From left to right, the mainstream agrees. Don’t nullify. Why? Because it might actually work.
Last year, Ian Millhiser, Senior Fellow at the George Soros-funded Center for American Progress Action Fund and Editor of Justice at the establishment-liberal ThinkProgess.org, made that very argument against nullification in an article headlined Why a Bipartisan Move Against the NSA Could Kill the New Deal. He was all twisted up in knots because many on the left rallied behind efforts to nullify in practice mass NSA spying through state resistance.
“This might seem like a good idea to NSA critics unhappy with President Obama’s reform proposals, but the constitutional theory it depends on is profoundly dangerous. It poses a serious threat to that liberal touchstone, a federal regulatory and welfare state equal to the problems of growing corporate power and poverty,” Millhiser wrote. “More immediately, it could empower conservative state lawmakers to cut off Medicare, Medicaid or Social Security, to frustrate civil rights enforcement or even to prevent federal law enforcement from investigating criminals.”
Millhiser was most concerned that using a tactic to turn off resources like water and power to NSA facilities would work so well that his opposition would realize they could do the same for programs he personally favors. And interesting reason to oppose something, but not surprising coming from someone who appears most interested in maintaining and expanding on the status quo of centralized national power.
Farris founded both the Home School Legal Defense Association and Patrick Henry College in Virginia. More recently, Farris took the helm of the Convention of States Project (COS), a Tea-Party-centric conservative organization pushing for a state-initiated Article V convention to amend the Constitution.
Interestingly enough, this stalwart on the right marched in lock-step with lefty Millhiser when it comes to nullification during his radio interview with Kerby Anderson.
Unlike Millhiser, Farris seems to understand the problem of monopoly government power, and he articulates it beautifully in the first few minutes of the show.
“No level of government should be the final voice in making the determination of how much power that level of government should have. We’ve allowed Washington D.C. to be the final voice on how much power Washington D.C. should have.”
Farris hit the nail on the head with that.
The United States was founded as a decentralized system, with very little power delegated to the federal government. Most authority was left to state governments, with decision-making remaining primarily at the state and local level. The founding generation valued its autonomy and its ability to self-govern at the state level without interference from a central authority. By allowing D.C. to determine the extent of its own power, Americans destroyed the system the founders intended and replaced it with one-size-fits-all governance dictated by an elite political class entrenched along the Potomac.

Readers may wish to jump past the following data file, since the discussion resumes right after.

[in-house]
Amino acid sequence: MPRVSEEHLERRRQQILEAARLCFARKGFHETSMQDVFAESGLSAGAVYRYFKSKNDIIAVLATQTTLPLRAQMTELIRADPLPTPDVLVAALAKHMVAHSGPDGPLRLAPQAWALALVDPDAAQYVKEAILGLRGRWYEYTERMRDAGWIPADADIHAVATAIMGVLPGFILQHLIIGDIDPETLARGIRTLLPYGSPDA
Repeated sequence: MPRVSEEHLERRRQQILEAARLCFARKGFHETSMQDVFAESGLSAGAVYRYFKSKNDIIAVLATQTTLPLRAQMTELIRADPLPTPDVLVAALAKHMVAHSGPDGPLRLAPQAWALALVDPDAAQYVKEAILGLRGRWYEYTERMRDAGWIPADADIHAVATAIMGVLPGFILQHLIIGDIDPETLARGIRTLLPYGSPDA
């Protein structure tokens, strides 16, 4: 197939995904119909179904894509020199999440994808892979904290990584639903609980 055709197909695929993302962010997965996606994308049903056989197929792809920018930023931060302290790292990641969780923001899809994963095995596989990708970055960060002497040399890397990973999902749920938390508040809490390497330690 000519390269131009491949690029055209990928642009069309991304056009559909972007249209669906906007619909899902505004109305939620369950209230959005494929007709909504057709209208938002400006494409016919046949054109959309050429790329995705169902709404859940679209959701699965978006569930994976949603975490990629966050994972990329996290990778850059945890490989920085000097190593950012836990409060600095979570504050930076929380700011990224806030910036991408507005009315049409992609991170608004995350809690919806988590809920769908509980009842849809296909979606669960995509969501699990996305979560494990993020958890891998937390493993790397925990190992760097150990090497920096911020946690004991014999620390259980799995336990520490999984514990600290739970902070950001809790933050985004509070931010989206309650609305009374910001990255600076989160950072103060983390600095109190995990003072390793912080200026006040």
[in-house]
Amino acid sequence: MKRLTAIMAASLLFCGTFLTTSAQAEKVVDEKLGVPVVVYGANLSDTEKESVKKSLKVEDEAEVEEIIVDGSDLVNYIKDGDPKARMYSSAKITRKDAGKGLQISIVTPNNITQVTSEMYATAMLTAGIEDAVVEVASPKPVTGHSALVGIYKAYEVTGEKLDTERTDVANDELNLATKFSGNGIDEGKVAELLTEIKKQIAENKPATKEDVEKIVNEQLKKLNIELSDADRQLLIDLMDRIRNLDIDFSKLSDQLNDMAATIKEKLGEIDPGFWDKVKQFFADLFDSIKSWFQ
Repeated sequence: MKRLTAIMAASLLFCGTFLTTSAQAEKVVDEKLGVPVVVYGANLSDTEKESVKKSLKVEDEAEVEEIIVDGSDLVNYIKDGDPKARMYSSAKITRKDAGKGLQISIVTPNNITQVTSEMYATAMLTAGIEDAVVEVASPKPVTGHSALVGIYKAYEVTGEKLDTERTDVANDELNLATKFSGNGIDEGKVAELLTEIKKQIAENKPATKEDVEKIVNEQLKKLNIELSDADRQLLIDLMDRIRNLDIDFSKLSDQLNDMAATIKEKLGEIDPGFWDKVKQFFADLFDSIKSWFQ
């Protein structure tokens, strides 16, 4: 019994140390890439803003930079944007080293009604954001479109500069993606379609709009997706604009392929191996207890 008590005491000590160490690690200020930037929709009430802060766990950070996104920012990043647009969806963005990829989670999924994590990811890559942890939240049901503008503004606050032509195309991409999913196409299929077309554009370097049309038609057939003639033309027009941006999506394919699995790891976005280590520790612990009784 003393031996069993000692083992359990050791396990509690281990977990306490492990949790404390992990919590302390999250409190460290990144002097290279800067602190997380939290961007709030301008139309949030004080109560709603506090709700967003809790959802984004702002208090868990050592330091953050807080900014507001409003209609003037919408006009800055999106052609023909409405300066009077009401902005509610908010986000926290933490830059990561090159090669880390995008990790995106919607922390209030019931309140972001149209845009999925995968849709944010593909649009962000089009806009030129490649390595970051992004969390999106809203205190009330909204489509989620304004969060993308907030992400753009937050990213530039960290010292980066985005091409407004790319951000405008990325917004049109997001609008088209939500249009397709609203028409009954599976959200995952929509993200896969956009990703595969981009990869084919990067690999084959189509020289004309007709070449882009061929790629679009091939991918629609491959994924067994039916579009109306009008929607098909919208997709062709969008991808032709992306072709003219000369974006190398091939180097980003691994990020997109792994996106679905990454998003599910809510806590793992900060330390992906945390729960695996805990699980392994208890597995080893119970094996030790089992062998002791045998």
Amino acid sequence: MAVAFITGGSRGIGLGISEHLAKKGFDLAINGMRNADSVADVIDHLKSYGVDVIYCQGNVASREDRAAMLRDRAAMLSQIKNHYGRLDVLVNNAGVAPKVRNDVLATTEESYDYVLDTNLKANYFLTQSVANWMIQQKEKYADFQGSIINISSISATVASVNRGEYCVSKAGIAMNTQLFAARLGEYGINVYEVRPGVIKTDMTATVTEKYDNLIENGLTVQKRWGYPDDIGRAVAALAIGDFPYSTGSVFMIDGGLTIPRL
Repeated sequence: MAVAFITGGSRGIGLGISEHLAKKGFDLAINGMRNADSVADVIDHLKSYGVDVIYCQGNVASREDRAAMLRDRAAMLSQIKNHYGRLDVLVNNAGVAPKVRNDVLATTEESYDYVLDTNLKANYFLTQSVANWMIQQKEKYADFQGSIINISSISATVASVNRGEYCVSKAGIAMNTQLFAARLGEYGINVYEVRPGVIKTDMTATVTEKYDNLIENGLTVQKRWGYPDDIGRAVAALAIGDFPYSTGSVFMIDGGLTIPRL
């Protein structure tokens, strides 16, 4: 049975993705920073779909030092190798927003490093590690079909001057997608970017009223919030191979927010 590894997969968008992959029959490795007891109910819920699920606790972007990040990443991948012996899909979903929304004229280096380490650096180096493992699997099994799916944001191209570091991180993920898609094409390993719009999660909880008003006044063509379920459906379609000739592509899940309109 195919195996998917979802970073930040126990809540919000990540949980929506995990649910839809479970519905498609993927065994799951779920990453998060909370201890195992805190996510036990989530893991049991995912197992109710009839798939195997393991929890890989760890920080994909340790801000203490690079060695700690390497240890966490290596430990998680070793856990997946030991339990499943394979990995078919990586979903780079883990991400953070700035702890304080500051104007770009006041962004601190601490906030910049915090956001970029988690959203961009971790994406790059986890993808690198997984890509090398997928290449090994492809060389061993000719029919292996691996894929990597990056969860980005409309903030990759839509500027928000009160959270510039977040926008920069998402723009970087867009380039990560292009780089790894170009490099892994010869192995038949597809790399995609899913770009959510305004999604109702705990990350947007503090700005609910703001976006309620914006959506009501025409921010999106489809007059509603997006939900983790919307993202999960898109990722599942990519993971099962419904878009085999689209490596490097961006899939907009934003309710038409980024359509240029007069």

Farris obviously gets it right up to this point – until the discussion turns to nullification. Then all of a sudden, he sounds like an apologist for centralized power that would make Millhiser over at ThinkProgress proud.
Farris doesn’t want states to nullify. Why not?
For the same reason Millhiser doesn’t want them to nullify. It might work. And if it does work, the left might use nullification in non-conservative ways.
Farris chaired the committee that wrote the Religious Freedom Restoration Act. That ended up serving as the basis for the Hobby Lobby decision holding that for-profit companies can claim a religious exemption to providing Obamacare mandated contraceptive coverage.
“If California had the authority to nullify a federal law, California would nullify the Religious Freedom Restoration Act and say Hobby Lobby, and every other pro-life business in California – we don’t care what the Supreme Court says, we don’t care what the Religious Freedom Restoration Act says, we nullify that. In California, you will pay for abortions for your workers.”
Putting aside whether such an action in California actually qualifies as a nullification of a federal act (it likely doesn’t), Farris presents a pretty straightforward message.
“That’s nullification on the left hand side, and if we’re going to use a tool, it’s got to be able to be used both ways,” he told Anderson.
Farris went on to claim that in the 1830s Madison opposed the idea of a single-state nullifying a federal act (he didn’t), calling it “a dangerous form of anarchy.”
While Millhiser and Farris both argue that nullification is bad because “the other side” can do it too, that doesn’t play into their messaging when it come to their own projects.
You won’t hear Millhiser telling people to not vote for liberals just so conservatives don’t learn that they can vote for conservatives too. You won’t hear Farris telling people not to use an Article V convention just so liberals don’t learn that they could amend the constitution too (hint: the left already knows about it.)
So what’s the real concern here?
It’s hard to say what motivates them, but the mainstream left and many so-called conservatives don’t really want the decentralized system the founders intended. They don’t want the powers left to the states and the people to remain “numerous and indefinite,” as Madison put it in Federalist 45. They simply want to impose their policies across all 50 states by way of central authority in Washington D.C., while stopping the opposing side from doing likewise.
State nullification on a large scale would bring this entire system to an end.
“Don’t nullify. Someone else might get the idea and use this tool in ways that you don’t want.” Maybe this actually means, “Don’t nullify because then there will be no way for my ideology to rule the nation.”
Whatever the motivation, it’s a tacit admission that nullification works. Otherwise they wouldn’t be concerned at all.